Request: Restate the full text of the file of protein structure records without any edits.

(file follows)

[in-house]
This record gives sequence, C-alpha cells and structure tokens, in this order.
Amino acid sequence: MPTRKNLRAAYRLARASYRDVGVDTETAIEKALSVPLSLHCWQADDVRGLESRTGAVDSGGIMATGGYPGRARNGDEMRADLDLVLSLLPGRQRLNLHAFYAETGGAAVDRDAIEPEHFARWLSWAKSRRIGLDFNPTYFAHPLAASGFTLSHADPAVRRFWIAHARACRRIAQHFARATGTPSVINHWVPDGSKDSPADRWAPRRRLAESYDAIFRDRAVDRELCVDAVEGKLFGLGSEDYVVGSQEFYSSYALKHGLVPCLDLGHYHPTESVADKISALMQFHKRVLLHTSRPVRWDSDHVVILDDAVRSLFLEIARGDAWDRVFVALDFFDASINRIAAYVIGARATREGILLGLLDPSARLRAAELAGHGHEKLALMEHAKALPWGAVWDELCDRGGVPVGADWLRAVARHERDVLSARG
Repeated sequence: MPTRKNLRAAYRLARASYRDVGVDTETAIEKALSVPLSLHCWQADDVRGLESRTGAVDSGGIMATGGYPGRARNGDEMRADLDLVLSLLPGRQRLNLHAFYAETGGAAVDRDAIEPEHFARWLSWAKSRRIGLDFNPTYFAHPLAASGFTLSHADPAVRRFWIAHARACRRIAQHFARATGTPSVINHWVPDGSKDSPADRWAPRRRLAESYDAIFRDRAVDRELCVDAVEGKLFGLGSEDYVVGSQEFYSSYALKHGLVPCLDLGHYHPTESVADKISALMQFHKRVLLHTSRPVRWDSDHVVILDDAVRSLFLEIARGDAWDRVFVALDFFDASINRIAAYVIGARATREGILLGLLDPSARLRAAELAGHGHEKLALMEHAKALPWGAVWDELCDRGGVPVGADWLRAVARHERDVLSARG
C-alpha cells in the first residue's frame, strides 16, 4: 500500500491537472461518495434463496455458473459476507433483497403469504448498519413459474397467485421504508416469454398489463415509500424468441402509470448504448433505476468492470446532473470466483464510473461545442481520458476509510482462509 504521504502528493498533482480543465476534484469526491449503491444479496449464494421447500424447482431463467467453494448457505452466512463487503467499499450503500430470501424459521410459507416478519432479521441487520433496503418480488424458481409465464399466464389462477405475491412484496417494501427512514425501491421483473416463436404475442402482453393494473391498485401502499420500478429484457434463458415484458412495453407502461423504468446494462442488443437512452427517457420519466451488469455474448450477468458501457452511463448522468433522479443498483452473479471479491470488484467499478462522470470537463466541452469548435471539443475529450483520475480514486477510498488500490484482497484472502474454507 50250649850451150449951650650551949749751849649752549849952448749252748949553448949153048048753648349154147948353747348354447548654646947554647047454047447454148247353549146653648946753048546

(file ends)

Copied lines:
[in-house]
This record gives sequence, C-alpha cells and structure tokens, in this order.
Amino acid sequence: MPTRKNLRAAYRLARASYRDVGVDTETAIEKALSVPLSLHCWQADDVRGLESRTGAVDSGGIMATGGYPGRARNGDEMRADLDLVLSLLPGRQRLNLHAFYAETGGAAVDRDAIEPEHFARWLSWAKSRRIGLDFNPTYFAHPLAASGFTLSHADPAVRRFWIAHARACRRIAQHFARATGTPSVINHWVPDGSKDSPADRWAPRRRLAESYDAIFRDRAVDRELCVDAVEGKLFGLGSEDYVVGSQEFYSSYALKHGLVPCLDLGHYHPTESVADKISALMQFHKRVLLHTSRPVRWDSDHVVILDDAVRSLFLEIARGDAWDRVFVALDFFDASINRIAAYVIGARATREGILLGLLDPSARLRAAELAGHGHEKLALMEHAKALPWGAVWDELCDRGGVPVGADWLRAVARHERDVLSARG
Repeated sequence: MPTRKNLRAAYRLARASYRDVGVDTETAIEKALSVPLSLHCWQADDVRGLESRTGAVDSGGIMATGGYPGRARNGDEMRADLDLVLSLLPGRQRLNLHAFYAETGGAAVDRDAIEPEHFARWLSWAKSRRIGLDFNPTYFAHPLAASGFTLSHADPAVRRFWIAHARACRRIAQHFARATGTPSVINHWVPDGSKDSPADRWAPRRRLAESYDAIFRDRAVDRELCVDAVEGKLFGLGSEDYVVGSQEFYSSYALKHGLVPCLDLGHYHPTESVADKISALMQFHKRVLLHTSRPVRWDSDHVVILDDAVRSLFLEIARGDAWDRVFVALDFFDASINRIAAYVIGARATREGILLGLLDPSARLRAAELAGHGHEKLALMEHAKALPWGAVWDELCDRGGVPVGADWLRAVARHERDVLSARG
C-alpha cells in the first residue's frame, strides 16, 4: 500500500491537472461518495434463496455458473459476507433483497403469504448498519413459474397467485421504508416469454398489463415509500424468441402509470448504448433505476468492470446532473470466483464510473461545442481520458476509510482462509 504521504502528493498533482480543465476534484469526491449503491444479496449464494421447500424447482431463467467453494448457505452466512463487503467499499450503500430470501424459521410459507416478519432479521441487520433496503418480488424458481409465464399466464389462477405475491412484496417494501427512514425501491421483473416463436404475442402482453393494473391498485401502499420500478429484457434463458415484458412495453407502461423504468446494462442488443437512452427517457420519466451488469455474448450477468458501457452511463448522468433522479443498483452473479471479491470488484467499478462522470470537463466541452469548435471539443475529450483520475480514486477510498488500490484482497484472502474454507 50250649850451150449951650650551949749751849649752549849952448749252748949553448949153048048753648349154147948353747348354447548654646947554647047454047447454148247353549146653648946753048546